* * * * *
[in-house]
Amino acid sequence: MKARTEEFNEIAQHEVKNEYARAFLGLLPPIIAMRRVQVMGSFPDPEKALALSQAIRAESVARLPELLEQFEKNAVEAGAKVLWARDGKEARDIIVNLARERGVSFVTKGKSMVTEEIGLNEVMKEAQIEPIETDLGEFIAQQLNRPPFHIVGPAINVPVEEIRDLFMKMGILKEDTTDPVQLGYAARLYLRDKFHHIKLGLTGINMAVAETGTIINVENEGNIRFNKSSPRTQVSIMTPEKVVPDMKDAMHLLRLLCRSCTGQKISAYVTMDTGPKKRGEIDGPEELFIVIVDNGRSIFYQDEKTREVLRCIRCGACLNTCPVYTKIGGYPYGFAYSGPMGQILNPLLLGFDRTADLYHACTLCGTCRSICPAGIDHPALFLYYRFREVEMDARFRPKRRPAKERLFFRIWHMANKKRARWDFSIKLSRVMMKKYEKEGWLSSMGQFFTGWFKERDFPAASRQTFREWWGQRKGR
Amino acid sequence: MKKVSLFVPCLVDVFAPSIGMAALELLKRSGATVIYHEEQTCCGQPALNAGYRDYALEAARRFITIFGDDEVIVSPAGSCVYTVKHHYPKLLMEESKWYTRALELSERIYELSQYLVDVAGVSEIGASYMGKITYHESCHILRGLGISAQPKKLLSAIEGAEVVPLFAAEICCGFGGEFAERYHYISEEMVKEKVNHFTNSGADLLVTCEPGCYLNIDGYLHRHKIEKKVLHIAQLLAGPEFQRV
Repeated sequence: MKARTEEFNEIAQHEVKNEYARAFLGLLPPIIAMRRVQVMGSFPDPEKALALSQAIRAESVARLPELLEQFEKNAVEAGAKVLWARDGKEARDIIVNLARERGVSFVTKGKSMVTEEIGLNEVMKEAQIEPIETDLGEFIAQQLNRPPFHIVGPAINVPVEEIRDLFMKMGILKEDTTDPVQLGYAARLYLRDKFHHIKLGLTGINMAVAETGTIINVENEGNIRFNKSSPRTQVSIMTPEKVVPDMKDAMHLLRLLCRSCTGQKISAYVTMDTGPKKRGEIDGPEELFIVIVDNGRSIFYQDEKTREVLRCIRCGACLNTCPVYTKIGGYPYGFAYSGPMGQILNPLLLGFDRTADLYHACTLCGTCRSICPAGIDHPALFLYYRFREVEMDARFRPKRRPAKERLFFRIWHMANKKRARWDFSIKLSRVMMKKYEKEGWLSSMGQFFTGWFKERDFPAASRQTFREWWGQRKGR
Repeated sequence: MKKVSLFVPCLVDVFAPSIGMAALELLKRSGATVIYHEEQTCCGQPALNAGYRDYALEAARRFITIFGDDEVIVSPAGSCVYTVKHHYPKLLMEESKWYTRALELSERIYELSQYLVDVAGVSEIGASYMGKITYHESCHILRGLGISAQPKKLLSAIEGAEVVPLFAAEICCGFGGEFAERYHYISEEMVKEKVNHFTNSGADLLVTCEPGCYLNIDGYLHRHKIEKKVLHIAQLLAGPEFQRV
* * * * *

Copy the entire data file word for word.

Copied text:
[in-house]
Amino acid sequence: MKARTEEFNEIAQHEVKNEYARAFLGLLPPIIAMRRVQVMGSFPDPEKALALSQAIRAESVARLPELLEQFEKNAVEAGAKVLWARDGKEARDIIVNLARERGVSFVTKGKSMVTEEIGLNEVMKEAQIEPIETDLGEFIAQQLNRPPFHIVGPAINVPVEEIRDLFMKMGILKEDTTDPVQLGYAARLYLRDKFHHIKLGLTGINMAVAETGTIINVENEGNIRFNKSSPRTQVSIMTPEKVVPDMKDAMHLLRLLCRSCTGQKISAYVTMDTGPKKRGEIDGPEELFIVIVDNGRSIFYQDEKTREVLRCIRCGACLNTCPVYTKIGGYPYGFAYSGPMGQILNPLLLGFDRTADLYHACTLCGTCRSICPAGIDHPALFLYYRFREVEMDARFRPKRRPAKERLFFRIWHMANKKRARWDFSIKLSRVMMKKYEKEGWLSSMGQFFTGWFKERDFPAASRQTFREWWGQRKGR
Amino acid sequence: MKKVSLFVPCLVDVFAPSIGMAALELLKRSGATVIYHEEQTCCGQPALNAGYRDYALEAARRFITIFGDDEVIVSPAGSCVYTVKHHYPKLLMEESKWYTRALELSERIYELSQYLVDVAGVSEIGASYMGKITYHESCHILRGLGISAQPKKLLSAIEGAEVVPLFAAEICCGFGGEFAERYHYISEEMVKEKVNHFTNSGADLLVTCEPGCYLNIDGYLHRHKIEKKVLHIAQLLAGPEFQRV
Repeated sequence: MKARTEEFNEIAQHEVKNEYARAFLGLLPPIIAMRRVQVMGSFPDPEKALALSQAIRAESVARLPELLEQFEKNAVEAGAKVLWARDGKEARDIIVNLARERGVSFVTKGKSMVTEEIGLNEVMKEAQIEPIETDLGEFIAQQLNRPPFHIVGPAINVPVEEIRDLFMKMGILKEDTTDPVQLGYAARLYLRDKFHHIKLGLTGINMAVAETGTIINVENEGNIRFNKSSPRTQVSIMTPEKVVPDMKDAMHLLRLLCRSCTGQKISAYVTMDTGPKKRGEIDGPEELFIVIVDNGRSIFYQDEKTREVLRCIRCGACLNTCPVYTKIGGYPYGFAYSGPMGQILNPLLLGFDRTADLYHACTLCGTCRSICPAGIDHPALFLYYRFREVEMDARFRPKRRPAKERLFFRIWHMANKKRARWDFSIKLSRVMMKKYEKEGWLSSMGQFFTGWFKERDFPAASRQTFREWWGQRKGR
Repeated sequence: MKKVSLFVPCLVDVFAPSIGMAALELLKRSGATVIYHEEQTCCGQPALNAGYRDYALEAARRFITIFGDDEVIVSPAGSCVYTVKHHYPKLLMEESKWYTRALELSERIYELSQYLVDVAGVSEIGASYMGKITYHESCHILRGLGISAQPKKLLSAIEGAEVVPLFAAEICCGFGGEFAERYHYISEEMVKEKVNHFTNSGADLLVTCEPGCYLNIDGYLHRHKIEKKVLHIAQLLAGPEFQRV